Gurdjieff: You cannot say anything or do anything for another. You do not know what you need for yourself, you cannot know what he needs. Work with purpose for him. But play your role. Be apart internally: See. Externally speak as he does, so as not to hurt him. You must acquire the force to do this. Play a role. Become double. For the present you work as overseer. Do what I tell you, you cannot do more. Love of your neighbor; that is the way. Bring to everyone that which you felt for your parents.

Question: From the beginning of the work, one has this desire.

Gurdjieff: Certainly, it is the same thing; always the same thing that returns in a different degree. Now another degree. You must overcome this crisis. Everything comes from false love of oneself, of the opinion one has of oneself, which is lies.

Question: Everything has been turned upside down in me by the exercise—in all my work. It has taken away the joy of the work, has made it painful, without hope, I feel like a donkey pulling a very heavy cart up a hill.

Gurdjieff:It is because in you are other parts which are touched. It is like a painter who always mixes the same colors and there is never any red. When he puts red in, it changes everything. You must continue.

Question: This exercise has made me feel something which is new for me; when I try to do it and put my attention on this small motionless point and see that I cannot hold myself in front of it, I have a sensation of my nothingness and I seem to understand humility better. This small point is greater than I.

Gurdjieff: Because you have a dog in yourself which hinders you in everything. It is called insolence toward oneself. You must destroy this dog. Afterward you will feel master of this point, that you are stronger and it is nothing. I have no confidence in the artistic type which lives in the imagination, has ideas behind its head, not inside, thinks it feels and experiences, but in reality only is occupied with exterior things. It lives only on the surface, outside, not inside, not in itself. Artists know nothing of reality and imagine that they know. Do not trust yourself. Enter into yourself, all parts of yourself. Absolutely necessary to learn to feel and think at the same time in everything that you do, in everyday life. You are an empty person.

Question: How should one pray?

Gurdjieff: I will explain, but it is for later. In our solar system certain substances emanate from the sun and the planets, in the same way as those emanated by the earth, making contact at certain points in the solar system. And these points can reflect themselves in materialized images which are the inverted images of the All Highest—the Absolute.

Question: I want to know if by materializing the image of a saint, this will get me what I particularly desire.

Gurdjieff: You think like an ordinary person. You have not the means of materializing anything now. For the present take a task of auto-suggestion, so that one part convinces the other and repeats and repeats to it what you have decided. There is a series of seven exercises for the successive development of the seven centers. We cite the first, the brain, the one which counts in ordinary life. (The head is a luxury.) The other, the emotional also; but the only one which is necessary is the spinal cord. The one which you must first develop and strengthen.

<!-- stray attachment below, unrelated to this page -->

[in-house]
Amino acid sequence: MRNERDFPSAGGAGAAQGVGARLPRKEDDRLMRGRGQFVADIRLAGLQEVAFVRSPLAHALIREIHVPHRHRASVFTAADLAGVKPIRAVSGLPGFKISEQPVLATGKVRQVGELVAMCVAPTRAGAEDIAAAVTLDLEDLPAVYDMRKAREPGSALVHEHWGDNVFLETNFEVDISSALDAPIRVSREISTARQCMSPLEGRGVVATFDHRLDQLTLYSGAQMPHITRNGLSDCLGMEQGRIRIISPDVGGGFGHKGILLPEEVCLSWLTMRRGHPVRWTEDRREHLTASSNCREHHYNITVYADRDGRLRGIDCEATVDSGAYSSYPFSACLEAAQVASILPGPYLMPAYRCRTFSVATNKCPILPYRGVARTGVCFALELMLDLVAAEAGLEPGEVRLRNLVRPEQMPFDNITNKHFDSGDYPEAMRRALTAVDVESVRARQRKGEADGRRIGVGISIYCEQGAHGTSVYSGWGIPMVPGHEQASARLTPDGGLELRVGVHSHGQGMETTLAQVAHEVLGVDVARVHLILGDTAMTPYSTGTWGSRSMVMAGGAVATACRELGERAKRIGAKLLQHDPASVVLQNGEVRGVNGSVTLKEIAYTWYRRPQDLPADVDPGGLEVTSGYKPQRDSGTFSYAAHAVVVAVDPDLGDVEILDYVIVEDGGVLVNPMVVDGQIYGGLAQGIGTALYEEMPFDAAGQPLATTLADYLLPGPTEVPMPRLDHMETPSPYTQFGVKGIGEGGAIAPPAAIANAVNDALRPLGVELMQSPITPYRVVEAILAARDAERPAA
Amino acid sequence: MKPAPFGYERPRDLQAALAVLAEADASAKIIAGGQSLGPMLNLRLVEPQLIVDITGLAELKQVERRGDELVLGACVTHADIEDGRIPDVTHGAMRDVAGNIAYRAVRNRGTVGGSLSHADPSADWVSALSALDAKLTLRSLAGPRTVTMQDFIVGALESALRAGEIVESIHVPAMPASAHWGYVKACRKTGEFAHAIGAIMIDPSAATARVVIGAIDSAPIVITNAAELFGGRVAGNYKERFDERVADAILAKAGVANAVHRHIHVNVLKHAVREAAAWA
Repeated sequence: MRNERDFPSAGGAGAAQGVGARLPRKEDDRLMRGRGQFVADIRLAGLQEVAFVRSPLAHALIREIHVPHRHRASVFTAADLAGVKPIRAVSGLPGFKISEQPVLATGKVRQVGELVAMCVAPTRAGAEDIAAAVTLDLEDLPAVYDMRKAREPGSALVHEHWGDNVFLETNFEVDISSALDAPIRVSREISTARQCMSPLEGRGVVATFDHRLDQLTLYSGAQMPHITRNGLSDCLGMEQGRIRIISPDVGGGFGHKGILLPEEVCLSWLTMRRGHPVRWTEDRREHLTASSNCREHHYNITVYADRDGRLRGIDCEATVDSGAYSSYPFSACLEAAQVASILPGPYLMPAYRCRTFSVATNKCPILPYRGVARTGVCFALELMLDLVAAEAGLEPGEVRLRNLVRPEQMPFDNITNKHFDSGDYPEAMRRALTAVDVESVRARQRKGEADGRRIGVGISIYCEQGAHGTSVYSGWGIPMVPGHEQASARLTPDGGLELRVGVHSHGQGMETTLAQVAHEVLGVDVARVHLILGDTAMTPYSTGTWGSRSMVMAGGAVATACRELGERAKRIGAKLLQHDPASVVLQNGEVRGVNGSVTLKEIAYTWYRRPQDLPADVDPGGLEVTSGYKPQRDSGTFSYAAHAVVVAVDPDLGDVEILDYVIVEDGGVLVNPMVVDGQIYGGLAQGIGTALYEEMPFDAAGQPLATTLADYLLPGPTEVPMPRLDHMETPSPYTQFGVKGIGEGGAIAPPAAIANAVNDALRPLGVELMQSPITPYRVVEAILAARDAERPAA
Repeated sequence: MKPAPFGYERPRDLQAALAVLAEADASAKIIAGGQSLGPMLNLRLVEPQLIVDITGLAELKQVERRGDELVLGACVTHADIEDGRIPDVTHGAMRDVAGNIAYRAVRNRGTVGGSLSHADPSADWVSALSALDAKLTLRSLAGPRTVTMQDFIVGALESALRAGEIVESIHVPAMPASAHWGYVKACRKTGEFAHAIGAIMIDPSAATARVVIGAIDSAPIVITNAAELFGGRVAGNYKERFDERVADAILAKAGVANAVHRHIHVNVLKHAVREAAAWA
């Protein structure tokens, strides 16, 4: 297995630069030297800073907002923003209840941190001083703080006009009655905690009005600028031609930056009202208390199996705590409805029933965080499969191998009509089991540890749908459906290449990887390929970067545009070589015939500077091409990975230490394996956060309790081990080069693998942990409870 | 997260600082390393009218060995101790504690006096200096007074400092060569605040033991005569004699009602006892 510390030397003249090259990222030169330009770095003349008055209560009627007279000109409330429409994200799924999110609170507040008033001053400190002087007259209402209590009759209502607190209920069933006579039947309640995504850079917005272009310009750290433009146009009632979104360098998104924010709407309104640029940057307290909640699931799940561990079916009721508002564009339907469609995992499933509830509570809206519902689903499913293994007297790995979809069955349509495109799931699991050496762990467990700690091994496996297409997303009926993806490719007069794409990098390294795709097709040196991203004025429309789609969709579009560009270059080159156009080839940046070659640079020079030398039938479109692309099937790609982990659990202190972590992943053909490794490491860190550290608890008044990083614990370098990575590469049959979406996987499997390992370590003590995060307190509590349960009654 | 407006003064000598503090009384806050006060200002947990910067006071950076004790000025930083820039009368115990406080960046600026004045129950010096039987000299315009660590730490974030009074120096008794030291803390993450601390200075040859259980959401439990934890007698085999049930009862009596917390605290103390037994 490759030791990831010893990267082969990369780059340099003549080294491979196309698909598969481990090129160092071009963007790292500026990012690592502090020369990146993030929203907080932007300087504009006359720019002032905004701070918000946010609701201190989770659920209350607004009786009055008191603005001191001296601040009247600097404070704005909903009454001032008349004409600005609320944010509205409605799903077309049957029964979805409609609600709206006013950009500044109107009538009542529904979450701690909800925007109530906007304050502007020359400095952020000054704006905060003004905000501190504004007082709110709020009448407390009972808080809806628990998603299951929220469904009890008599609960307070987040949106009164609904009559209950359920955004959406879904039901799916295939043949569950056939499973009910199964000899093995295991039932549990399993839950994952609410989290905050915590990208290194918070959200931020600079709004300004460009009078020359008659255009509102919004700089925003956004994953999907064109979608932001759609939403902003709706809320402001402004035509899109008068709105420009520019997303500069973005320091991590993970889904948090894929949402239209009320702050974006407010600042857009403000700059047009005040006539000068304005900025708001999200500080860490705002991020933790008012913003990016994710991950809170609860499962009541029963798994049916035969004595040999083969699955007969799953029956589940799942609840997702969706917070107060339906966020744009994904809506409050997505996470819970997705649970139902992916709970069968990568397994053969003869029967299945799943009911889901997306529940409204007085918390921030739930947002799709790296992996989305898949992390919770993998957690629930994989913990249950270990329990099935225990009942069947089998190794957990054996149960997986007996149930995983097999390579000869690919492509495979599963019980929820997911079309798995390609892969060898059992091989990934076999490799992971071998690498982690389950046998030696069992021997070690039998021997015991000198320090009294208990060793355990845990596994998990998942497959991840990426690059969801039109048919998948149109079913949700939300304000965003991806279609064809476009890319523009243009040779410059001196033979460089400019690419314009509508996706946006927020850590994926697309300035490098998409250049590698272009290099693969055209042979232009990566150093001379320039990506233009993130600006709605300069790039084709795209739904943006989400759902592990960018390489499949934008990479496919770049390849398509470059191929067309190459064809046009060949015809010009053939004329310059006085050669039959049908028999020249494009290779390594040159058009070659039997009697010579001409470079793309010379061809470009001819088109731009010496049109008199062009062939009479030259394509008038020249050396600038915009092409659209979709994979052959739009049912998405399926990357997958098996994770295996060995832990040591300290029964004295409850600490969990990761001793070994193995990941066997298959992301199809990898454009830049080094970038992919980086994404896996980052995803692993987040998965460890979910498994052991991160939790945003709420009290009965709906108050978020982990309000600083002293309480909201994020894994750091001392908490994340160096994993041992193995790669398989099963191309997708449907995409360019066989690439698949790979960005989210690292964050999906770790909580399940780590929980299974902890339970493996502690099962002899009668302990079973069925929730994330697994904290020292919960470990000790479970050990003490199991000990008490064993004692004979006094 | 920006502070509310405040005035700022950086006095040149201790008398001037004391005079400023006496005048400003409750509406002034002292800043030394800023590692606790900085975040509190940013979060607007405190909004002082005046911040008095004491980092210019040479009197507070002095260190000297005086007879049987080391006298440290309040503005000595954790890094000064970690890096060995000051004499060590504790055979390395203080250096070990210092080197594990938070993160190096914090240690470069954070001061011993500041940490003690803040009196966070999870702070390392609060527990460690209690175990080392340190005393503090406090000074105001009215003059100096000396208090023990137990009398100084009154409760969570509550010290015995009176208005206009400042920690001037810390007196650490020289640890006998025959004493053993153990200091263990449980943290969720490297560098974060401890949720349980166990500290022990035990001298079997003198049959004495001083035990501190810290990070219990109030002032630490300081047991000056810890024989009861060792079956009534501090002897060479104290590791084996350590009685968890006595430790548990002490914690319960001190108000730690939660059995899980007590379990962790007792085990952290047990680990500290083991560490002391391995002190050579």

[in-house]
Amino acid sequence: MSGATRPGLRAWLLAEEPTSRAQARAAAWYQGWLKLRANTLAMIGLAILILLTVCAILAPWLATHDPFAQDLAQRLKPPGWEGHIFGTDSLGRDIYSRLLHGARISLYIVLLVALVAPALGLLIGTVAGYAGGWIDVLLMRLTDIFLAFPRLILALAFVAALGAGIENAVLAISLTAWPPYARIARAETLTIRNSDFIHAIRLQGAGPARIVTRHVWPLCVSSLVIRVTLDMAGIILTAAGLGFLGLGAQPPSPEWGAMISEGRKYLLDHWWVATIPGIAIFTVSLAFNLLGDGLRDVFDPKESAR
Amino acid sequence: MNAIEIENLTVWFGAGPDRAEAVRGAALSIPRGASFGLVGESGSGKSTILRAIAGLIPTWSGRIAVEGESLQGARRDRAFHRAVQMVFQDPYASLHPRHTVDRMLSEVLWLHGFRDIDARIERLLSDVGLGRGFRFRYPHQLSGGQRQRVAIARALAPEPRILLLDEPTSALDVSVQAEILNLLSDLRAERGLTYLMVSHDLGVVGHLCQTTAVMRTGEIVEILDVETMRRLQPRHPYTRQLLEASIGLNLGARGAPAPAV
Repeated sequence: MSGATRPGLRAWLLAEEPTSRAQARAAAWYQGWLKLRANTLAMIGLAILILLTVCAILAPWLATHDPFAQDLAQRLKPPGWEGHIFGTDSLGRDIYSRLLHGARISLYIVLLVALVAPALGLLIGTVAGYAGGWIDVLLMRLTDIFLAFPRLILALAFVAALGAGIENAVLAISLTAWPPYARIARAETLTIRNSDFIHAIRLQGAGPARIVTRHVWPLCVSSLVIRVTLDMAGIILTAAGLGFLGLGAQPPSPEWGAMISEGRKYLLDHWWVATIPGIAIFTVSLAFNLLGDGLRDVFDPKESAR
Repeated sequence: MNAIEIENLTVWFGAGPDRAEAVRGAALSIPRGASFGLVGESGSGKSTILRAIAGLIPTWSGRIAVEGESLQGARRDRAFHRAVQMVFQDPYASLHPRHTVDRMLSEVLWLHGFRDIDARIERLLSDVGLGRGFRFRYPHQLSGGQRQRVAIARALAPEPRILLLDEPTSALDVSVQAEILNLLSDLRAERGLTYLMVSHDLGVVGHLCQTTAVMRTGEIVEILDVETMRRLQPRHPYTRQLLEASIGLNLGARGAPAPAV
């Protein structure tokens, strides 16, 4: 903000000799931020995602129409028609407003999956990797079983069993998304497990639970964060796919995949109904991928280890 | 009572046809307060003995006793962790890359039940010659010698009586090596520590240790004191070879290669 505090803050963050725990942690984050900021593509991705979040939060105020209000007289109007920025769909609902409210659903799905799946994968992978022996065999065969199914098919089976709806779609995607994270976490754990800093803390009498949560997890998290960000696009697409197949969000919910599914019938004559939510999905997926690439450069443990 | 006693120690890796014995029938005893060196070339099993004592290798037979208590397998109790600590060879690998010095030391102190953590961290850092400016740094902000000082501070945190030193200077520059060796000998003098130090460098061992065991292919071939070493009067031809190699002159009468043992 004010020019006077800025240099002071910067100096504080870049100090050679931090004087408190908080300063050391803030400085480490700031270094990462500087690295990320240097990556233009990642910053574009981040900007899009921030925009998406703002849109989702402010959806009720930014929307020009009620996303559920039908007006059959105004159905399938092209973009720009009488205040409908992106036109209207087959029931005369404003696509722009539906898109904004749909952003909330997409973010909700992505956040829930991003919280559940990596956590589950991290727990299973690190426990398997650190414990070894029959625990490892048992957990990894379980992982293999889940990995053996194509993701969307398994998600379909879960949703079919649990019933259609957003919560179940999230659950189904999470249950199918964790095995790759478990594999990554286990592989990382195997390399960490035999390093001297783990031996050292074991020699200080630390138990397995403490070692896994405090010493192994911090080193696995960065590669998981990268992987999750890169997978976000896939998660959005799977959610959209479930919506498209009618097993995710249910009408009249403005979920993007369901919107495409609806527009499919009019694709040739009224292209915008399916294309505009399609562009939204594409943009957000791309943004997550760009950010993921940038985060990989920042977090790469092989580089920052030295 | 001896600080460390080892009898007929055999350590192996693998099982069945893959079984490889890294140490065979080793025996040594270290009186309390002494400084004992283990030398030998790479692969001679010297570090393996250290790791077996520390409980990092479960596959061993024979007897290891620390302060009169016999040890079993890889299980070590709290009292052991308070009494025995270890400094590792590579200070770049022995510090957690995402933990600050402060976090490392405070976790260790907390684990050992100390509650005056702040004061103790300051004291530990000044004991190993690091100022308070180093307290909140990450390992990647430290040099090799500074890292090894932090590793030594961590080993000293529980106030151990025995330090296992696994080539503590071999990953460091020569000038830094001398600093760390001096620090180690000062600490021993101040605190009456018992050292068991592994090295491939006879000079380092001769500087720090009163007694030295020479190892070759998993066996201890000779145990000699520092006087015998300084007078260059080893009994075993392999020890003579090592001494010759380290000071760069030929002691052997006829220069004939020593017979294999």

Question: When I wish to make such efforts for work, a hard barrier forms in my chest, impossible to overcome. What should I do?

Gurdjieff: It is nothing. You are not in habit of using this center—it is a muscle which contracts—just muscular. Continue, continue.

Question: I have done this exercise till I had aching shoulders. While doing it, I had the sensation of "I". I felt myself apart, really "I".

Gurdjieff: You cannot have "I". "I" is very expensive thing. You are cheap. Do not philosophize, it does not interest me, and do not speak of "I". Do the exercise as service, as an obligation, not for results (like "I"). Results will come later. Today it is only service. Only that is real.

Question: I feel more within myself, but as if I were before a closed door.

Gurdjieff: It is not one door but many doors. You must open each door, learn to.

Question: I have worked especially on self-love.

Gurdjieff: Without self-love a man can do nothing. There are two qualities of self-love. One is a dirty thing. The other, an impulse, love of the real "I". Without this, it is impossible to move. An ancient Hindu saying—"Happy is he who loves himself, for he can love me." I see from Mme de Salzmann's report that no one has understood me. One needs fire. Without fire, there will never be anything. This fire is suffering, voluntary suffering, without which it is impossible to create anything. One must prepare, must know what will make one suffer and when it is there, make use of it. Only you can prepare, only you know what makes you suffer, makes the fire which cooks, cements, crystallizes, does. Suffer by your defects, in your pride, in your egoism. Remind yourself of the aim. Without prepared suffering there is nothing, for by as much as one is conscious, there is no more suffering. No further process, nothing. That is why with your conscience you must prepare what is necessary. You owe to nature. The food you eat which nourishes your life. You must pay for these cosmic substances. You have a debt, an obligation, to repay by conscious work. Do not eat like an animal but render to nature for what she has given you, nature, your mother. Work—a drop, a drop, a drop—accumulated during days, months, years, centuries, perhaps will give results.